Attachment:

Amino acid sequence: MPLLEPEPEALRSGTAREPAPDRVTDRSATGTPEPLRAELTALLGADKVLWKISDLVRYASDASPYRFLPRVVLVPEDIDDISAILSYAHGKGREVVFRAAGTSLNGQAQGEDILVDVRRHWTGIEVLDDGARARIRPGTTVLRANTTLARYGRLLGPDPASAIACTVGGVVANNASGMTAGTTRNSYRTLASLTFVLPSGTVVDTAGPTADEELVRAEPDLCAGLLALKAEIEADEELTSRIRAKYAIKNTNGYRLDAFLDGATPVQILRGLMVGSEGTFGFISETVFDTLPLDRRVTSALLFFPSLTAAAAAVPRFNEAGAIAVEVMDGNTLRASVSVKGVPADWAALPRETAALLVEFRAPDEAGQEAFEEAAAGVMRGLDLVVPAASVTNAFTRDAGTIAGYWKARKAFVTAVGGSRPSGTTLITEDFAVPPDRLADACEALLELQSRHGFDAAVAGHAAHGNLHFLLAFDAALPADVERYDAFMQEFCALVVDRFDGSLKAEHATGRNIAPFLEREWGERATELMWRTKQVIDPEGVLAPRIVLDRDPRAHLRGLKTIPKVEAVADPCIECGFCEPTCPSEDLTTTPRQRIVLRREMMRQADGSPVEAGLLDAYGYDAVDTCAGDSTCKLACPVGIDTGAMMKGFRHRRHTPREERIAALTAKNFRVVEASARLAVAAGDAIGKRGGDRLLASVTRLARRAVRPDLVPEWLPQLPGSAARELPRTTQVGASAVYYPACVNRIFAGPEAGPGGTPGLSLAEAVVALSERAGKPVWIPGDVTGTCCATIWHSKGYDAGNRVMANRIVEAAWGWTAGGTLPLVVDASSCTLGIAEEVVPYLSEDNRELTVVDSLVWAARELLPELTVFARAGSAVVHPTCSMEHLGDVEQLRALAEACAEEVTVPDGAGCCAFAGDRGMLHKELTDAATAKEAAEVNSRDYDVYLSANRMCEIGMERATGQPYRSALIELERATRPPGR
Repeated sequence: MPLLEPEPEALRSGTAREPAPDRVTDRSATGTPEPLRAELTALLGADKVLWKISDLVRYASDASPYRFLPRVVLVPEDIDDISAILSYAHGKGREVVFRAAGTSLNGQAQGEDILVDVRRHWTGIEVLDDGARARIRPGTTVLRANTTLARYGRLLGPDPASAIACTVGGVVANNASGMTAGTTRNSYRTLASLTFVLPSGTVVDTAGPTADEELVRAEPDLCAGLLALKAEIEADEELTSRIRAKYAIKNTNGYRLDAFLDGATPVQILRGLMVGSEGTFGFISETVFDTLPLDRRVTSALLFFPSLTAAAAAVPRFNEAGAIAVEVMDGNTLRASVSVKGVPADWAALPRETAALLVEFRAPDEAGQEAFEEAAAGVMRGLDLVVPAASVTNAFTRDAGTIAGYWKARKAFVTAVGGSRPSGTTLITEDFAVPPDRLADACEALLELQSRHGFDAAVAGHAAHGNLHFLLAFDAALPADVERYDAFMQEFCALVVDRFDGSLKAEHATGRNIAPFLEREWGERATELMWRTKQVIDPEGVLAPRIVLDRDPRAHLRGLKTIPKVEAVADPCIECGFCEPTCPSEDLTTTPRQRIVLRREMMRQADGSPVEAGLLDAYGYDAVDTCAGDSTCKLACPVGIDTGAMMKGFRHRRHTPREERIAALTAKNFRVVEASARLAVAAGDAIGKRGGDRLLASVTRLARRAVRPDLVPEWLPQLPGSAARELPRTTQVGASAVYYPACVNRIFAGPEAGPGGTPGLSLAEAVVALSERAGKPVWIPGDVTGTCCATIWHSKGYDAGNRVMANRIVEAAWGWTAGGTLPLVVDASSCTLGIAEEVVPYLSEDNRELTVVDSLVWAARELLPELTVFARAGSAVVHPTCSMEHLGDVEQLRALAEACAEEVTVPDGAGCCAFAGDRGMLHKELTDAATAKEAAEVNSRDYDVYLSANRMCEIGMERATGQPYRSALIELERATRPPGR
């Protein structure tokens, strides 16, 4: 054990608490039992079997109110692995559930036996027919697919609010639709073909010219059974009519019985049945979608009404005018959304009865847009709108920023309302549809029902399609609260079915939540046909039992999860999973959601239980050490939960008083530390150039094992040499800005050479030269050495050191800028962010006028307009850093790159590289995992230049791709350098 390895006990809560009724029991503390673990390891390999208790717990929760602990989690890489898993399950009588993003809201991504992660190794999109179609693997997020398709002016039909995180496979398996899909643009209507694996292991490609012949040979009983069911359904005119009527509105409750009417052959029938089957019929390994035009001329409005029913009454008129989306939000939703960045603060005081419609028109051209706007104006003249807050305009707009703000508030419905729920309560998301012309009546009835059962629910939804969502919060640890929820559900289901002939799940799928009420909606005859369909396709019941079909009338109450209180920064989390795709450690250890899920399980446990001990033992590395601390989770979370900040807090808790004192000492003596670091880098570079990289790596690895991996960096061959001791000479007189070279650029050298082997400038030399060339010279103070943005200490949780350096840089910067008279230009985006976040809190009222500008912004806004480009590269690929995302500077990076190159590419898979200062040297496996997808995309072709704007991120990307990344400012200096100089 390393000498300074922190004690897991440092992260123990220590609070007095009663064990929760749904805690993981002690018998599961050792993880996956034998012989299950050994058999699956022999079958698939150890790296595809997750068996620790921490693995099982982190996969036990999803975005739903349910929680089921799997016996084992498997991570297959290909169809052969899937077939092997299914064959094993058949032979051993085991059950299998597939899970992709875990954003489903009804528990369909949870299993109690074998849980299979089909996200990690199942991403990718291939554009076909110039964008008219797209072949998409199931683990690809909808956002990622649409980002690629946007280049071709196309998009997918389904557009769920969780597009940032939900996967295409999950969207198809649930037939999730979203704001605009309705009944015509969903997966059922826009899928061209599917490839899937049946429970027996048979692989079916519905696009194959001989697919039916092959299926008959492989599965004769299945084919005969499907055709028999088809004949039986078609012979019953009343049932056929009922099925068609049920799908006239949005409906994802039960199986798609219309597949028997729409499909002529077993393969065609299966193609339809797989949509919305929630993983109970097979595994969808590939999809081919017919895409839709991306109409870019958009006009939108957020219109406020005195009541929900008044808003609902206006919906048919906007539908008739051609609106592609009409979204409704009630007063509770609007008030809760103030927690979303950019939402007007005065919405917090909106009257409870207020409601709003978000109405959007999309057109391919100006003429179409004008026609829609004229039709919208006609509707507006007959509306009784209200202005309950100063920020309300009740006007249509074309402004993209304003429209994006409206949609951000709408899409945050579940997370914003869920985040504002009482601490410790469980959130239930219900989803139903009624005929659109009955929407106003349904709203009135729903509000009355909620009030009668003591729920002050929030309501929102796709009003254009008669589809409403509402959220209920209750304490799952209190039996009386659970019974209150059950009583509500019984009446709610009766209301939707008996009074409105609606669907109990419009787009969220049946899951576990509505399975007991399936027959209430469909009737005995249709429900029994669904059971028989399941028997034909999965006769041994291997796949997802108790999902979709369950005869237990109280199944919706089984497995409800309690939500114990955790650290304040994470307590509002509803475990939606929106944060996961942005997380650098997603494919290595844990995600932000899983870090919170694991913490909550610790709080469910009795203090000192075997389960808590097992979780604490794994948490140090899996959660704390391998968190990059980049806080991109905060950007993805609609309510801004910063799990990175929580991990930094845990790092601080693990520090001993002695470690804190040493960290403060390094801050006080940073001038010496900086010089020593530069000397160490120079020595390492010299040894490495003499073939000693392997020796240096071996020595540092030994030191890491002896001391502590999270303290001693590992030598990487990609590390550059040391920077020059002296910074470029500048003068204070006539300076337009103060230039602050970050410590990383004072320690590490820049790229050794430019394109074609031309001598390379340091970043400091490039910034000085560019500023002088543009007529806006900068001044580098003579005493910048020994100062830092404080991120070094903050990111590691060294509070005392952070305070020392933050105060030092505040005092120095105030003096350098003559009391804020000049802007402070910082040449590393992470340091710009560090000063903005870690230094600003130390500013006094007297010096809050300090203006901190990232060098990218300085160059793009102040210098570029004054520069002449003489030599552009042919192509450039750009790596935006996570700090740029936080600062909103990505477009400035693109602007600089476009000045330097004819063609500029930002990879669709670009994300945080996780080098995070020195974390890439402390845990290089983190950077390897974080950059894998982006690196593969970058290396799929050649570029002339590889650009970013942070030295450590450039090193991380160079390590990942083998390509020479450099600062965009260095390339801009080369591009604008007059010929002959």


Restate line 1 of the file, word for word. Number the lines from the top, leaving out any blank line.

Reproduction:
Amino acid sequence: MPLLEPEPEALRSGTAREPAPDRVTDRSATGTPEPLRAELTALLGADKVLWKISDLVRYASDASPYRFLPRVVLVPEDIDDISAILSYAHGKGREVVFRAAGTSLNGQAQGEDILVDVRRHWTGIEVLDDGARARIRPGTTVLRANTTLARYGRLLGPDPASAIACTVGGVVANNASGMTAGTTRNSYRTLASLTFVLPSGTVVDTAGPTADEELVRAEPDLCAGLLALKAEIEADEELTSRIRAKYAIKNTNGYRLDAFLDGATPVQILRGLMVGSEGTFGFISETVFDTLPLDRRVTSALLFFPSLTAAAAAVPRFNEAGAIAVEVMDGNTLRASVSVKGVPADWAALPRETAALLVEFRAPDEAGQEAFEEAAAGVMRGLDLVVPAASVTNAFTRDAGTIAGYWKARKAFVTAVGGSRPSGTTLITEDFAVPPDRLADACEALLELQSRHGFDAAVAGHAAHGNLHFLLAFDAALPADVERYDAFMQEFCALVVDRFDGSLKAEHATGRNIAPFLEREWGERATELMWRTKQVIDPEGVLAPRIVLDRDPRAHLRGLKTIPKVEAVADPCIECGFCEPTCPSEDLTTTPRQRIVLRREMMRQADGSPVEAGLLDAYGYDAVDTCAGDSTCKLACPVGIDTGAMMKGFRHRRHTPREERIAALTAKNFRVVEASARLAVAAGDAIGKRGGDRLLASVTRLARRAVRPDLVPEWLPQLPGSAARELPRTTQVGASAVYYPACVNRIFAGPEAGPGGTPGLSLAEAVVALSERAGKPVWIPGDVTGTCCATIWHSKGYDAGNRVMANRIVEAAWGWTAGGTLPLVVDASSCTLGIAEEVVPYLSEDNRELTVVDSLVWAARELLPELTVFARAGSAVVHPTCSMEHLGDVEQLRALAEACAEEVTVPDGAGCCAFAGDRGMLHKELTDAATAKEAAEVNSRDYDVYLSANRMCEIGMERATGQPYRSALIELERATRPPGR